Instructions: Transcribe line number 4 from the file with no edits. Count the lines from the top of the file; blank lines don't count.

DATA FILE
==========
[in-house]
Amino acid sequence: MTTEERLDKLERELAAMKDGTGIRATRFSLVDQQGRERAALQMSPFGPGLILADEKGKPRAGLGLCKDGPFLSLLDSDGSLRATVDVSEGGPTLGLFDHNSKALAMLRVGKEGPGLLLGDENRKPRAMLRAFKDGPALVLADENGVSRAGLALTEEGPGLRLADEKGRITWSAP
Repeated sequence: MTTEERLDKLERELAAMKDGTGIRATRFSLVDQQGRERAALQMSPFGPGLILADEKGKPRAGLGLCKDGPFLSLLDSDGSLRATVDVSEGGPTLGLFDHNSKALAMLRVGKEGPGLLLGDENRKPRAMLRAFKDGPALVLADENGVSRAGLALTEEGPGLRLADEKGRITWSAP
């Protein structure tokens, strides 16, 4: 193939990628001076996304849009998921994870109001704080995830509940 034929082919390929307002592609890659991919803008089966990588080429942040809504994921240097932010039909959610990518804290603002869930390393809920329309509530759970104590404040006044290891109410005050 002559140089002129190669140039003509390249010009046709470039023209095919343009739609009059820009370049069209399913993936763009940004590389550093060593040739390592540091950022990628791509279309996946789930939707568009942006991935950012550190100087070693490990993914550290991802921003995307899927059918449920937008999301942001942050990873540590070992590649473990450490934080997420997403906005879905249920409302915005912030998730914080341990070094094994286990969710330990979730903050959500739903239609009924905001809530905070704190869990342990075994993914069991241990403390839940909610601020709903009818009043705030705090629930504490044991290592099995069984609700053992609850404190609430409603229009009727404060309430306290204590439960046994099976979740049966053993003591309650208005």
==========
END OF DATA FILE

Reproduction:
């Protein structure tokens, strides 16, 4: 193939990628001076996304849009998921994870109001704080995830509940 034929082919390929307002592609890659991919803008089966990588080429942040809504994921240097932010039909959610990518804290603002869930390393809920329309509530759970104590404040006044290891109410005050 002559140089002129190669140039003509390249010009046709470039023209095919343009739609009059820009370049069209399913993936763009940004590389550093060593040739390592540091950022990628791509279309996946789930939707568009942006991935950012550190100087070693490990993914550290991802921003995307899927059918449920937008999301942001942050990873540590070992590649473990450490934080997420997403906005879905249920409302915005912030998730914080341990070094094994286990969710330990979730903050959500739903239609009924905001809530905070704190869990342990075994993914069991241990403390839940909610601020709903009818009043705030705090629930504490044991290592099995069984609700053992609850404190609430409603229009009727404060309430306290204590439960046994099976979740049966053993003591309650208005």